In the purest form, heroin looks like a fine white powder, but it can appear as other colors which occurs when additives are mixed in to dilute it.
Heroin is a highly dangerous, illegal drug that’s used by millions of people around the world. Heroin has no approved medical uses in the United States. Derived from the resin of poppy plants, heroin was first manufactured in 1898. It was originally marketed as a tuberculosis treatment and as a way to overcome morphine addiction.
Heroin is sold in various forms and it’s responsible for tens of thousands of overdose deaths. What commonly happens is that people become addicted to prescription opioids and then once they’ve developed a tolerance, they move on to heroin to still get the euphoric high they once experienced with the prescription drugs.
Heroin addiction impacts people from all backgrounds and ages. Heroin addiction is an epidemic across the country.
If you are concerned someone close to you is using heroin, it can be important to be able to know what heroin looks like as well as how someone on heroin might behave. Educating yourself is a great way to help someone close to you who believe could be struggling with heroin.
In the purest form, heroin looks like a fine white powder, but it can appear as other colors. When additives, like sugar, are mixed in to dilute the heroin, it can take on a different color like brown, gray or even black color.
The additives drug dealers put in heroin are also one of the many dangers of using this drug. While pure, unadulterated heroin is often a white powder, there are different ways of manufacturing and distributing it, so how it looks can vary.
The Drug Enforcement Administration outlines three primary types of heroin, which are detailed below and can help you understand what does heroin generally look like:
- Black tar heroin: Black tar heroin gets its name from its appearance. Black tar heroin when it’s in powder form looks somewhat like ash, and the powder is flaky and fine-grained. It almost looks like fireplace ash according to many people. As the name implies, it looks like black tar and is sticky or gooey in many cases.
- White heroin: White heroin is powdery and can be cut with other white substances. While white heroin can sometimes be cut with something like sugar, it can also be cut with dangerous substances like cocaine. White heroin has different consistencies of this type of cocaine, depending on what it’s cut with.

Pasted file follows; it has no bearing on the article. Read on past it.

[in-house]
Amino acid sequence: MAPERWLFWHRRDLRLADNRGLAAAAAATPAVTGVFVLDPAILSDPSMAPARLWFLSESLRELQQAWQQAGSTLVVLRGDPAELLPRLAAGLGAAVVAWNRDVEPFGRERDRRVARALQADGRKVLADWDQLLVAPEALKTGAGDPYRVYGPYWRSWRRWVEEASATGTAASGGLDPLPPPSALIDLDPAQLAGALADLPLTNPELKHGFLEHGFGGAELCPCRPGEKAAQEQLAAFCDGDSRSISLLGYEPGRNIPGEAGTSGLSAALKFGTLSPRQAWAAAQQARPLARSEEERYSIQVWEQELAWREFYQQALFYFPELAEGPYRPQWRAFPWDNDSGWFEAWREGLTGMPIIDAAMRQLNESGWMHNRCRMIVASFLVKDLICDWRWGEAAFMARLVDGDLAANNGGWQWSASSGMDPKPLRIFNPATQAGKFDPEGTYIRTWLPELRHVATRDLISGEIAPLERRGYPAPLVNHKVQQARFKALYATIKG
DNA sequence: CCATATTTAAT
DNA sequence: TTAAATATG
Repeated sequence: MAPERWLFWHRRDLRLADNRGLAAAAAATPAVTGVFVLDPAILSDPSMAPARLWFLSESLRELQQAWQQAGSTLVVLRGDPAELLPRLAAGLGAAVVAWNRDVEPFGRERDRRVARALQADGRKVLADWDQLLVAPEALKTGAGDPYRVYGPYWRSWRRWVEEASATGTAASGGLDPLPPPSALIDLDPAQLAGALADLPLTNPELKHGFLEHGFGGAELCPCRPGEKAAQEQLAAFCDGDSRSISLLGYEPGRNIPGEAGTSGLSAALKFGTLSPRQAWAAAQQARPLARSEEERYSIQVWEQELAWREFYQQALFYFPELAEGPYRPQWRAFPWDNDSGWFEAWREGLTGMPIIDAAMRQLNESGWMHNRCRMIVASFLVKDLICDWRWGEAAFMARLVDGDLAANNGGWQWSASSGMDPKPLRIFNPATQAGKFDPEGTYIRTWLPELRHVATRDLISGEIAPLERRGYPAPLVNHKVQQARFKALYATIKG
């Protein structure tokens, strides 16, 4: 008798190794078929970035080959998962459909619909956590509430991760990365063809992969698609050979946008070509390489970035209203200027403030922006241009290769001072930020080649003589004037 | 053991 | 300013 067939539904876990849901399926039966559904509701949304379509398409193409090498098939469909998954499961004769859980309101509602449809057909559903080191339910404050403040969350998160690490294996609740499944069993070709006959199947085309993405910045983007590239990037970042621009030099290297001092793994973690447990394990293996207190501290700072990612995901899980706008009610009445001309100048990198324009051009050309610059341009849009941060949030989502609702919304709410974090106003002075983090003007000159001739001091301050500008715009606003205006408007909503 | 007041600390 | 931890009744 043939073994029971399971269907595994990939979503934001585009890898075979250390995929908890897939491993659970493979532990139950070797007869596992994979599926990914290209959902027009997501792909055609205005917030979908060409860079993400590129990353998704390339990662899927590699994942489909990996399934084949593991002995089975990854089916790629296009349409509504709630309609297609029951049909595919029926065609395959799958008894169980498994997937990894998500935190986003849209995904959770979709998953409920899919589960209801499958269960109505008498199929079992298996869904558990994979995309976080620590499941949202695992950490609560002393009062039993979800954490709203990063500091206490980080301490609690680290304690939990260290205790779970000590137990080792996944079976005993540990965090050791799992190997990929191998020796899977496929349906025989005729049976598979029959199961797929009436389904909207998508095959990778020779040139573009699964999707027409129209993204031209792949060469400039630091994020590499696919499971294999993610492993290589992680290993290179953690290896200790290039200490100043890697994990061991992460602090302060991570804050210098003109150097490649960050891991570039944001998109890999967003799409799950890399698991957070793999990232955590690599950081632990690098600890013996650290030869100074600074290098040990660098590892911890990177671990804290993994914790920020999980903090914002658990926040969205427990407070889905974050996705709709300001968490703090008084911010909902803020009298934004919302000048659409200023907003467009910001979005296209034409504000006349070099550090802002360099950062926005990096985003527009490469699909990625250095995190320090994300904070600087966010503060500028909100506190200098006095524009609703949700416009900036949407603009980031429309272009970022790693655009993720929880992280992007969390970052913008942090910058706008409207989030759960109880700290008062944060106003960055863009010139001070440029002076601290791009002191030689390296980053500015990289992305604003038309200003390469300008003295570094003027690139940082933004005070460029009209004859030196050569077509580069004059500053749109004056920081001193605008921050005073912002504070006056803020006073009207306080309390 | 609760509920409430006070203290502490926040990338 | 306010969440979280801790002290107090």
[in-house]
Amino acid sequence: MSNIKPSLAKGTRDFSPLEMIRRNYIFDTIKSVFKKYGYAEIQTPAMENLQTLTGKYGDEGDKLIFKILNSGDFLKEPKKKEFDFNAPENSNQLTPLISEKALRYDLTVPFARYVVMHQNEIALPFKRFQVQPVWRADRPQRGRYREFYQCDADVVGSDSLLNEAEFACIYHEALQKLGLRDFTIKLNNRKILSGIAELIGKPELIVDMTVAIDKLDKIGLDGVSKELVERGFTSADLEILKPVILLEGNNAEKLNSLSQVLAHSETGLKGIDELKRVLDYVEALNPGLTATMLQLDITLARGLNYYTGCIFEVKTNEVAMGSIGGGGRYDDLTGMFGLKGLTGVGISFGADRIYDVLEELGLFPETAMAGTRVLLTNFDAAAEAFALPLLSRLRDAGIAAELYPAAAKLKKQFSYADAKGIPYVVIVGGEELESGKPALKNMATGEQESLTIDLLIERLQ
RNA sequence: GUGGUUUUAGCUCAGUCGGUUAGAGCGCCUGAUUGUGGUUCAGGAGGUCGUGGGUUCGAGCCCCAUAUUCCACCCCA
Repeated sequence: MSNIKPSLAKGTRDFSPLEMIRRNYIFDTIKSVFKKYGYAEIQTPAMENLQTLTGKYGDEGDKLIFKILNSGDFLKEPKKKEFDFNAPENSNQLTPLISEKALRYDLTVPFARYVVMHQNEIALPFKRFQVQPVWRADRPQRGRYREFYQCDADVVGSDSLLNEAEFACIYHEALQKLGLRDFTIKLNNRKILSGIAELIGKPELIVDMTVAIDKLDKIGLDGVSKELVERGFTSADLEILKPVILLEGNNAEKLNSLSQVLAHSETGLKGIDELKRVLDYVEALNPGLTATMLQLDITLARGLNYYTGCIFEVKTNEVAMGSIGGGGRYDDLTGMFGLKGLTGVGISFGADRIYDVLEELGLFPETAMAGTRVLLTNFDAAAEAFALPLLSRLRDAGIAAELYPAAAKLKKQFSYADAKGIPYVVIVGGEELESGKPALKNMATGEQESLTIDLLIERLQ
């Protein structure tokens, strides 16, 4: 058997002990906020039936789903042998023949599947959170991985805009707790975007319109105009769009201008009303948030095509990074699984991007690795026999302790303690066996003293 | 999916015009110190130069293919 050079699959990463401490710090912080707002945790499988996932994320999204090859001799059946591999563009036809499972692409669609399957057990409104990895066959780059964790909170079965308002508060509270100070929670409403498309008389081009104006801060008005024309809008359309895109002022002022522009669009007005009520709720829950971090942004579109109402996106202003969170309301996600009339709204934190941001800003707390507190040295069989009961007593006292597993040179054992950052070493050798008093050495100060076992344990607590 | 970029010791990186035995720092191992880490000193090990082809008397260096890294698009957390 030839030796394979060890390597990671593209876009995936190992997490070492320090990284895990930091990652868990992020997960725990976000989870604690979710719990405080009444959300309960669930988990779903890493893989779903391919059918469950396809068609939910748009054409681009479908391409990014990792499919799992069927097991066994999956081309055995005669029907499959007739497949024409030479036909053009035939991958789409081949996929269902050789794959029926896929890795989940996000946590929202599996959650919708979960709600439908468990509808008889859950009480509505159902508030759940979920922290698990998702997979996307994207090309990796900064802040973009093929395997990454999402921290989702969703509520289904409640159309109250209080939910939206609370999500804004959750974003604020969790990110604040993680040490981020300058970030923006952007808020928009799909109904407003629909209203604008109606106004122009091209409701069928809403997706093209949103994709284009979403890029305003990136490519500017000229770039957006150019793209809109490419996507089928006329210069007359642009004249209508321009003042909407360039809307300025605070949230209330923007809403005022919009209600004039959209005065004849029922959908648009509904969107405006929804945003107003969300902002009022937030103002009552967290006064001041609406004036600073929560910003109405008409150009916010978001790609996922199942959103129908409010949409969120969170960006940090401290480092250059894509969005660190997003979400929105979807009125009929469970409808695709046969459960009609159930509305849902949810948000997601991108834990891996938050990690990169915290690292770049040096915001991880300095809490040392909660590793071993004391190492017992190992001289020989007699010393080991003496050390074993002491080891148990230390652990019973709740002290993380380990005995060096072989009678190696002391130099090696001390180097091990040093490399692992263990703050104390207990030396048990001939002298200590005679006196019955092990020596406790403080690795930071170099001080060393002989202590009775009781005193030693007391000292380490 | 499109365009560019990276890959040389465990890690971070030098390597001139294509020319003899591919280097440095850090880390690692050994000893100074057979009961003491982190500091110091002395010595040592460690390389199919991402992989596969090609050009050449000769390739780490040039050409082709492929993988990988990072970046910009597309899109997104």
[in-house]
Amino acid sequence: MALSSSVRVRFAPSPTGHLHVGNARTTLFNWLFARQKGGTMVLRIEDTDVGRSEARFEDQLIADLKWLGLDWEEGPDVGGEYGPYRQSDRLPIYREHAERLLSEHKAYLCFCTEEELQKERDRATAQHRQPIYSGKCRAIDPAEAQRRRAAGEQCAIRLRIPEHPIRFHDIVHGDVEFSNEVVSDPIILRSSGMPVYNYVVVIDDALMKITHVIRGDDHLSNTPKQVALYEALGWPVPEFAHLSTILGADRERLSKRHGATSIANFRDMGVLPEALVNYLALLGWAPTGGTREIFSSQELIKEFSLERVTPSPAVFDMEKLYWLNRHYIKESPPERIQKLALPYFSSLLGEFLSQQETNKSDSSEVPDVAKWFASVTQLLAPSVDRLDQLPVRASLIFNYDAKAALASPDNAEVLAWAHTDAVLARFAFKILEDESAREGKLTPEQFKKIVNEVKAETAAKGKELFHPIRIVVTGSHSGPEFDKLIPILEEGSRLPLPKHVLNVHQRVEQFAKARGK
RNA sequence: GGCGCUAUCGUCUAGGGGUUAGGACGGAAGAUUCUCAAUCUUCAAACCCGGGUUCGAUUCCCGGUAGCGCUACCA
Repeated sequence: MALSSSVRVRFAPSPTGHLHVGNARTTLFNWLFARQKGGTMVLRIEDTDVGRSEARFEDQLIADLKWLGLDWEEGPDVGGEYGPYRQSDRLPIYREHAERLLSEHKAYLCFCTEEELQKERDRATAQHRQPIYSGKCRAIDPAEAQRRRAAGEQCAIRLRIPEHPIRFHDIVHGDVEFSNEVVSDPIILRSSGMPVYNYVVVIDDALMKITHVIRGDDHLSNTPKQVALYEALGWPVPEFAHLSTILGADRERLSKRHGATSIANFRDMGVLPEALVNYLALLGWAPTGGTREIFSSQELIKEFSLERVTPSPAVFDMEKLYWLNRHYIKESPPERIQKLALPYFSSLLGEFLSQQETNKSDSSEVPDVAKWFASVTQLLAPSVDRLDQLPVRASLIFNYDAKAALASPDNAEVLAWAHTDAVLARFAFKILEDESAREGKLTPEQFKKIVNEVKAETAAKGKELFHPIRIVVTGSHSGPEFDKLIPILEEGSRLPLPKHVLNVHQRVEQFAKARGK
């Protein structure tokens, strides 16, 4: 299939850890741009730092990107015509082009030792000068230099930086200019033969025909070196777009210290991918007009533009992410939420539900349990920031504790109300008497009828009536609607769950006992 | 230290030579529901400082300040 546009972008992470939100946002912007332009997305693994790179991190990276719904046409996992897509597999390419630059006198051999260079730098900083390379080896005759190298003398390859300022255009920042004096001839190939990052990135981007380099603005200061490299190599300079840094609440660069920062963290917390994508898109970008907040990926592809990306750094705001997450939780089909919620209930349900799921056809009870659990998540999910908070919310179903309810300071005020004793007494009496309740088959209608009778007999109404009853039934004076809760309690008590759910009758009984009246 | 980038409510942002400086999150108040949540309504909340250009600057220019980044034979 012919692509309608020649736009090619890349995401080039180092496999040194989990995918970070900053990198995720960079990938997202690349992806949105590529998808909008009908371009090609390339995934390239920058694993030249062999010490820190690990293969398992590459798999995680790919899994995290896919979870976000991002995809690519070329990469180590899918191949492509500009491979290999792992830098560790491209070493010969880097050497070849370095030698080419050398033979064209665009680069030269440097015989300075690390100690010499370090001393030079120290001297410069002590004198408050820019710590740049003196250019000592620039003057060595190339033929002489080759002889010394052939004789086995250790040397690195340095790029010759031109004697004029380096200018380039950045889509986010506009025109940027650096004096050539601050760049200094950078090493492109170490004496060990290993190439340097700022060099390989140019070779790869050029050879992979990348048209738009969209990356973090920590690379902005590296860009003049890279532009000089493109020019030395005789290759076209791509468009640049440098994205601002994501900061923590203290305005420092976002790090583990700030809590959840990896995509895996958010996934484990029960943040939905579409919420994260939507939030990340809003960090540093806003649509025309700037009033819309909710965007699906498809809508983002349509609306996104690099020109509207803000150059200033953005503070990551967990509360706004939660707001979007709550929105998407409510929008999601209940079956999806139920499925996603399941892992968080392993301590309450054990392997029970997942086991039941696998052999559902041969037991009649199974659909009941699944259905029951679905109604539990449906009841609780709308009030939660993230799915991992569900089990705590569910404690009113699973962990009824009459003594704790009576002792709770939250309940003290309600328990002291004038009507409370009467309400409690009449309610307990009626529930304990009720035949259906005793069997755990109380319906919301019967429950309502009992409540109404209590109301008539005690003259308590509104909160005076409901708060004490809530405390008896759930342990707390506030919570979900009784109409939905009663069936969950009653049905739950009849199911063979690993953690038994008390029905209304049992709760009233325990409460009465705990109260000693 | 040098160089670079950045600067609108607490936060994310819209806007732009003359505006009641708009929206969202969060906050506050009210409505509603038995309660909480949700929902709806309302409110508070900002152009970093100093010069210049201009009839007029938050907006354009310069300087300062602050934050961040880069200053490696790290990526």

- Brown heroin: Brown heroin can be brown or tan. It’s used for smoking instead of injecting in most cases, and it’s less expensive and less potent. It is usually a fine powder.
In most cases, heroin looks like a fine powder or it can also look like tar. Heroin is usually black, white or — most commonly — brown.
Heroin is usually sold in small packages that are easy to hide. The most common way to package white heroin is in aluminum squares. Ziploc bags are often used for higher-quality heroin, and black tar heroin is often found in latex material, like balloons.
In some cases, heroin might also be sold in capsules that have been emptied and replaced with the drug.
As well as asking questions such as, “What does heroin look like?” and, “What color is heroin?” it’s important also to know heroin paraphernalia looks like.
For example, aluminum foil and lighters are often found with heroin users because heroin is placed on foil and heated with the lighter. Syringes are also common with heroin users because the drug can be mixed into a solution that can be injected directly into veins.
Spoons are used as paraphernalia because they’re also used as a tool involved in heating the drug. Cotton balls and cigarette filters are used to filter the heroin before it’s injected.
If you or a loved one live with an addiction to heroin or another substance, help is available. Contact The Recovery Village today to begin treatment for your substance use disorder and any co-occurring disorders.
The Recovery Village aims to improve the quality of life for people struggling with substance use or mental health disorder with fact-based content about the nature of behavioral health conditions, treatment options and their related outcomes. We publish material that is researched, cited, edited and reviewed by licensed medical professionals. The information we provide is not intended to be a substitute for professional medical advice, diagnosis or treatment. It should not be used in place of the advice of your physician or other qualified healthcare providers.